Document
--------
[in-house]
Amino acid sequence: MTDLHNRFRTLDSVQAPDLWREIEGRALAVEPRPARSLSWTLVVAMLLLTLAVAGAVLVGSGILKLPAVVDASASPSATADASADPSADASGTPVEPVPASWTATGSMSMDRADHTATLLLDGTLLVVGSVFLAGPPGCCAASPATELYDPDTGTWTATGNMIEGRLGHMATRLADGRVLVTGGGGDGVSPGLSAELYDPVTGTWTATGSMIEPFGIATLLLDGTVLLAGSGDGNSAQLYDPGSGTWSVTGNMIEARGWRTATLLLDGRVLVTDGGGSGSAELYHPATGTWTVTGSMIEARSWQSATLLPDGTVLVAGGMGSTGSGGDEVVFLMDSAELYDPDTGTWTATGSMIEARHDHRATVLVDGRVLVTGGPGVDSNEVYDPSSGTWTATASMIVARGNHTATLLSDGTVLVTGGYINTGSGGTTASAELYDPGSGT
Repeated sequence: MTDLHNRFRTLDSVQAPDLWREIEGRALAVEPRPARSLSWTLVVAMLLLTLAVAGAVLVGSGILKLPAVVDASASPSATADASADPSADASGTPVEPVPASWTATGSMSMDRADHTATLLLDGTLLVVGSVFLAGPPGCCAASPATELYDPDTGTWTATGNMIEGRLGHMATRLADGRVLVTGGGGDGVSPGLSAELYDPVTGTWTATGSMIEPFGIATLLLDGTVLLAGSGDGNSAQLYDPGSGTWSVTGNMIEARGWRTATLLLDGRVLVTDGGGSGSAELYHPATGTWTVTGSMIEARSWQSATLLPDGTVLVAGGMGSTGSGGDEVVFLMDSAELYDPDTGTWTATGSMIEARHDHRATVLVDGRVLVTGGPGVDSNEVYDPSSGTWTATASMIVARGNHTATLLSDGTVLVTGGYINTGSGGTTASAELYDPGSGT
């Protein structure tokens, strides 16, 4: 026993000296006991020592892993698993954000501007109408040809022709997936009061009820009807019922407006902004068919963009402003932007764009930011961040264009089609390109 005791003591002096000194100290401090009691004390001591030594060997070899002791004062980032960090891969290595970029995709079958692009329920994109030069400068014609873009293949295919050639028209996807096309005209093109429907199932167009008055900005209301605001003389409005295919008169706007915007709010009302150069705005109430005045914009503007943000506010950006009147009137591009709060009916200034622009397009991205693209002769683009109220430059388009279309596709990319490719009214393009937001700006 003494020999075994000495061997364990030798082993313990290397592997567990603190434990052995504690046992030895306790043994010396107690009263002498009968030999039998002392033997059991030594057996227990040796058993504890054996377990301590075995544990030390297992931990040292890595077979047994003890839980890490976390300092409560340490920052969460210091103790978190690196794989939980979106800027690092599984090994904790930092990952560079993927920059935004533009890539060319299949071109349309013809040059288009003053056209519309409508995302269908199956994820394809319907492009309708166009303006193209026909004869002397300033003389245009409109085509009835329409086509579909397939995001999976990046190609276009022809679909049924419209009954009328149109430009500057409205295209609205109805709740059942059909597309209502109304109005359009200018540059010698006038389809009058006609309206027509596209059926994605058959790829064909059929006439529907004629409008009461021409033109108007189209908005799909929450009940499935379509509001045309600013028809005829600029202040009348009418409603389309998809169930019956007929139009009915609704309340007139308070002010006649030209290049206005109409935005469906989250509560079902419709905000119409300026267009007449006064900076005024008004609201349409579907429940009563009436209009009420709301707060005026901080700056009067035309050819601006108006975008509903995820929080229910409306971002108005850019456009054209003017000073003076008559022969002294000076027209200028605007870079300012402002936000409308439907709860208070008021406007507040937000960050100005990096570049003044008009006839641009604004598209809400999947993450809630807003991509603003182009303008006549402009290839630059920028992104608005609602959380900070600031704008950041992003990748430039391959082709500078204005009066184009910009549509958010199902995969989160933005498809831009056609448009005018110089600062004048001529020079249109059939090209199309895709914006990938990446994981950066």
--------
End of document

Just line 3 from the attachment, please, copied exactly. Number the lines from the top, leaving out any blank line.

Repeated sequence: MTDLHNRFRTLDSVQAPDLWREIEGRALAVEPRPARSLSWTLVVAMLLLTLAVAGAVLVGSGILKLPAVVDASASPSATADASADPSADASGTPVEPVPASWTATGSMSMDRADHTATLLLDGTLLVVGSVFLAGPPGCCAASPATELYDPDTGTWTATGNMIEGRLGHMATRLADGRVLVTGGGGDGVSPGLSAELYDPVTGTWTATGSMIEPFGIATLLLDGTVLLAGSGDGNSAQLYDPGSGTWSVTGNMIEARGWRTATLLLDGRVLVTDGGGSGSAELYHPATGTWTVTGSMIEARSWQSATLLPDGTVLVAGGMGSTGSGGDEVVFLMDSAELYDPDTGTWTATGSMIEARHDHRATVLVDGRVLVTGGPGVDSNEVYDPSSGTWTATASMIVARGNHTATLLSDGTVLVTGGYINTGSGGTTASAELYDPGSGT